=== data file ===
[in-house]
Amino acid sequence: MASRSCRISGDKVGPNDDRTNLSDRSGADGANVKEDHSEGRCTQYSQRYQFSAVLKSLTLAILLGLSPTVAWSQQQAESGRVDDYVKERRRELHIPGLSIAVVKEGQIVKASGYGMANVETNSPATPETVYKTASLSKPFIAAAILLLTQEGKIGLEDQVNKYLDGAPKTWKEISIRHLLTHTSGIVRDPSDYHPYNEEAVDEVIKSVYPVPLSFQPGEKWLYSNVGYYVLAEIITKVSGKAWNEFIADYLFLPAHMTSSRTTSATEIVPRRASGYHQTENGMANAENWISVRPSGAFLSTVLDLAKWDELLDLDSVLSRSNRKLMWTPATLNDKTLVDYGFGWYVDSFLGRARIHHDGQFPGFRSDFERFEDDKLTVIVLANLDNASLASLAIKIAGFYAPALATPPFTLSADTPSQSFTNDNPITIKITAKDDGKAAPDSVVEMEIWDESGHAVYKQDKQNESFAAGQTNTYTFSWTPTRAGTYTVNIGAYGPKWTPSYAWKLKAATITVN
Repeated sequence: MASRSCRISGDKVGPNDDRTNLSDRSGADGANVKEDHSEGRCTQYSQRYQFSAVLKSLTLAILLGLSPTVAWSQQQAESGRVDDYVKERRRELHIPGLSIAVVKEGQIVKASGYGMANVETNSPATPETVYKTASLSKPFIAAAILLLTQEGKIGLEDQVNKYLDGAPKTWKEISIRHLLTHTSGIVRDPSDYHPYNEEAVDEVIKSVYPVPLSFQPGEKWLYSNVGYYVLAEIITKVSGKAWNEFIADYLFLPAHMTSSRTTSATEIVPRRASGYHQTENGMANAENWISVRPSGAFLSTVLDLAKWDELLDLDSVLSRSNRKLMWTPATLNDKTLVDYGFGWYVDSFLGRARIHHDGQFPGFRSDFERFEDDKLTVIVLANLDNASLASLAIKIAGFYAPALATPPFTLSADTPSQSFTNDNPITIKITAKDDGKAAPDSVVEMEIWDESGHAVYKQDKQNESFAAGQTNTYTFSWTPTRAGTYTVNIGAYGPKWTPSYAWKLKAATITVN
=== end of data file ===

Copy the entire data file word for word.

[in-house]
Amino acid sequence: MASRSCRISGDKVGPNDDRTNLSDRSGADGANVKEDHSEGRCTQYSQRYQFSAVLKSLTLAILLGLSPTVAWSQQQAESGRVDDYVKERRRELHIPGLSIAVVKEGQIVKASGYGMANVETNSPATPETVYKTASLSKPFIAAAILLLTQEGKIGLEDQVNKYLDGAPKTWKEISIRHLLTHTSGIVRDPSDYHPYNEEAVDEVIKSVYPVPLSFQPGEKWLYSNVGYYVLAEIITKVSGKAWNEFIADYLFLPAHMTSSRTTSATEIVPRRASGYHQTENGMANAENWISVRPSGAFLSTVLDLAKWDELLDLDSVLSRSNRKLMWTPATLNDKTLVDYGFGWYVDSFLGRARIHHDGQFPGFRSDFERFEDDKLTVIVLANLDNASLASLAIKIAGFYAPALATPPFTLSADTPSQSFTNDNPITIKITAKDDGKAAPDSVVEMEIWDESGHAVYKQDKQNESFAAGQTNTYTFSWTPTRAGTYTVNIGAYGPKWTPSYAWKLKAATITVN
Repeated sequence: MASRSCRISGDKVGPNDDRTNLSDRSGADGANVKEDHSEGRCTQYSQRYQFSAVLKSLTLAILLGLSPTVAWSQQQAESGRVDDYVKERRRELHIPGLSIAVVKEGQIVKASGYGMANVETNSPATPETVYKTASLSKPFIAAAILLLTQEGKIGLEDQVNKYLDGAPKTWKEISIRHLLTHTSGIVRDPSDYHPYNEEAVDEVIKSVYPVPLSFQPGEKWLYSNVGYYVLAEIITKVSGKAWNEFIADYLFLPAHMTSSRTTSATEIVPRRASGYHQTENGMANAENWISVRPSGAFLSTVLDLAKWDELLDLDSVLSRSNRKLMWTPATLNDKTLVDYGFGWYVDSFLGRARIHHDGQFPGFRSDFERFEDDKLTVIVLANLDNASLASLAIKIAGFYAPALATPPFTLSADTPSQSFTNDNPITIKITAKDDGKAAPDSVVEMEIWDESGHAVYKQDKQNESFAAGQTNTYTFSWTPTRAGTYTVNIGAYGPKWTPSYAWKLKAATITVN